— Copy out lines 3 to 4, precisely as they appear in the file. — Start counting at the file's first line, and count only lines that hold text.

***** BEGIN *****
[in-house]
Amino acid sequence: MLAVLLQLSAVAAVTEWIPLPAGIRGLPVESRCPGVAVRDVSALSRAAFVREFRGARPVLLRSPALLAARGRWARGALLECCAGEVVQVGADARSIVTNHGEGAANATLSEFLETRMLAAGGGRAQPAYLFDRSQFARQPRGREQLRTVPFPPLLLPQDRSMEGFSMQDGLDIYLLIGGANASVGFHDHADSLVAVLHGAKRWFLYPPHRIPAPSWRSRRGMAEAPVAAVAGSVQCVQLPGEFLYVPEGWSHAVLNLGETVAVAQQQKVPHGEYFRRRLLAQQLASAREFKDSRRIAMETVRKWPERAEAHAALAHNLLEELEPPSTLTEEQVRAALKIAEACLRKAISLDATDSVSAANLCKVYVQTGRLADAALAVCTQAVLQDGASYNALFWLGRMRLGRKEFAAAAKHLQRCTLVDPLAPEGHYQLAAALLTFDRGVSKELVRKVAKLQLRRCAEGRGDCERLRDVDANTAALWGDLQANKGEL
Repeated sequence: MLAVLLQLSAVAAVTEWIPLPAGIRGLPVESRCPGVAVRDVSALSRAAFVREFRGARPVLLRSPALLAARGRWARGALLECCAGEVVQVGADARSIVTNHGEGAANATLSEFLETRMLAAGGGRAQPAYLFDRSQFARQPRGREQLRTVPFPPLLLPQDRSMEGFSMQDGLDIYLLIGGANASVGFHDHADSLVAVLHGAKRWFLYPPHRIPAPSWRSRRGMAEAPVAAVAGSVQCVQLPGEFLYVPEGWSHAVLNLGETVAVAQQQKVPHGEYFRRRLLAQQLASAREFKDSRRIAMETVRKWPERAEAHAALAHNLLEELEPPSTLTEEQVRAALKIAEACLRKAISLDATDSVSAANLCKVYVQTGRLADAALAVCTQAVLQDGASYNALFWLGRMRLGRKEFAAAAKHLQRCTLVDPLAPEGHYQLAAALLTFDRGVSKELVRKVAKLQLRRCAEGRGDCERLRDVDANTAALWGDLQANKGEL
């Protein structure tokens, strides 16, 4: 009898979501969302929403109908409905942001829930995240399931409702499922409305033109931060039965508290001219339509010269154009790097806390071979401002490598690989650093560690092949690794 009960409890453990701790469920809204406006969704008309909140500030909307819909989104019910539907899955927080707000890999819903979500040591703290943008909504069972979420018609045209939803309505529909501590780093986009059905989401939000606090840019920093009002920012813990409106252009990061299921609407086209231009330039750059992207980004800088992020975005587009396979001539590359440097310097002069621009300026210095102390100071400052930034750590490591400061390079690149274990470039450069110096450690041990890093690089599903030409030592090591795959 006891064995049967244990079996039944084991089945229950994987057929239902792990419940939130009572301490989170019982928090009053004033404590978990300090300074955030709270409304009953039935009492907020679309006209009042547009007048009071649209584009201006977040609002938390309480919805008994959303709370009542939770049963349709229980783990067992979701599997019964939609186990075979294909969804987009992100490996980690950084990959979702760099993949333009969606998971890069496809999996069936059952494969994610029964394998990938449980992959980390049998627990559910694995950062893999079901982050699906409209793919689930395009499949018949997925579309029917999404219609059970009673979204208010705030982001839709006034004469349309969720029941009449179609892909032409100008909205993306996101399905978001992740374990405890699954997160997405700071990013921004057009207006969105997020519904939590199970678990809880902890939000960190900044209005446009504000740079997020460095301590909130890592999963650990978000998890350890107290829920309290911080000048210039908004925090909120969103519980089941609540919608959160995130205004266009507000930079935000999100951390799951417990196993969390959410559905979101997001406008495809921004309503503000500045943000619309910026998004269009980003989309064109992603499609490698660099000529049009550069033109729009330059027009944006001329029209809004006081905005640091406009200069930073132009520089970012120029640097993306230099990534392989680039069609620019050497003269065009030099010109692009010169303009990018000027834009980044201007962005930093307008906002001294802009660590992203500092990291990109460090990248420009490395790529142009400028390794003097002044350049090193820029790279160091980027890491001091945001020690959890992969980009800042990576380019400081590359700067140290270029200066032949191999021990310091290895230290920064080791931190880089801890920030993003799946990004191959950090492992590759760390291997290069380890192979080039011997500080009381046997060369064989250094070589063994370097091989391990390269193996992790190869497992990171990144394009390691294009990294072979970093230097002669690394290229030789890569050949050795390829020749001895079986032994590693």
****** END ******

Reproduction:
Repeated sequence: MLAVLLQLSAVAAVTEWIPLPAGIRGLPVESRCPGVAVRDVSALSRAAFVREFRGARPVLLRSPALLAARGRWARGALLECCAGEVVQVGADARSIVTNHGEGAANATLSEFLETRMLAAGGGRAQPAYLFDRSQFARQPRGREQLRTVPFPPLLLPQDRSMEGFSMQDGLDIYLLIGGANASVGFHDHADSLVAVLHGAKRWFLYPPHRIPAPSWRSRRGMAEAPVAAVAGSVQCVQLPGEFLYVPEGWSHAVLNLGETVAVAQQQKVPHGEYFRRRLLAQQLASAREFKDSRRIAMETVRKWPERAEAHAALAHNLLEELEPPSTLTEEQVRAALKIAEACLRKAISLDATDSVSAANLCKVYVQTGRLADAALAVCTQAVLQDGASYNALFWLGRMRLGRKEFAAAAKHLQRCTLVDPLAPEGHYQLAAALLTFDRGVSKELVRKVAKLQLRRCAEGRGDCERLRDVDANTAALWGDLQANKGEL
């Protein structure tokens, strides 16, 4: 009898979501969302929403109908409905942001829930995240399931409702499922409305033109931060039965508290001219339509010269154009790097806390071979401002490598690989650093560690092949690794 009960409890453990701790469920809204406006969704008309909140500030909307819909989104019910539907899955927080707000890999819903979500040591703290943008909504069972979420018609045209939803309505529909501590780093986009059905989401939000606090840019920093009002920012813990409106252009990061299921609407086209231009330039750059992207980004800088992020975005587009396979001539590359440097310097002069621009300026210095102390100071400052930034750590490591400061390079690149274990470039450069110096450690041990890093690089599903030409030592090591795959 006891064995049967244990079996039944084991089945229950994987057929239902792990419940939130009572301490989170019982928090009053004033404590978990300090300074955030709270409304009953039935009492907020679309006209009042547009007048009071649209584009201006977040609002938390309480919805008994959303709370009542939770049963349709229980783990067992979701599997019964939609186990075979294909969804987009992100490996980690950084990959979702760099993949333009969606998971890069496809999996069936059952494969994610029964394998990938449980992959980390049998627990559910694995950062893999079901982050699906409209793919689930395009499949018949997925579309029917999404219609059970009673979204208010705030982001839709006034004469349309969720029941009449179609892909032409100008909205993306996101399905978001992740374990405890699954997160997405700071990013921004057009207006969105997020519904939590199970678990809880902890939000960190900044209005446009504000740079997020460095301590909130890592999963650990978000998890350890107290829920309290911080000048210039908004925090909120969103519980089941609540919608959160995130205004266009507000930079935000999100951390799951417990196993969390959410559905979101997001406008495809921004309503503000500045943000619309910026998004269009980003989309064109992603499609490698660099000529049009550069033109729009330059027009944006001329029209809004006081905005640091406009200069930073132009520089970012120029640097993306230099990534392989680039069609620019050497003269065009030099010109692009010169303009990018000027834009980044201007962005930093307008906002001294802009660590992203500092990291990109460090990248420009490395790529142009400028390794003097002044350049090193820029790279160091980027890491001091945001020690959890992969980009800042990576380019400081590359700067140290270029200066032949191999021990310091290895230290920064080791931190880089801890920030993003799946990004191959950090492992590759760390291997290069380890192979080039011997500080009381046997060369064989250094070589063994370097091989391990390269193996992790190869497992990171990144394009390691294009990294072979970093230097002669690394290229030789890569050949050795390829020749001895079986032994590693």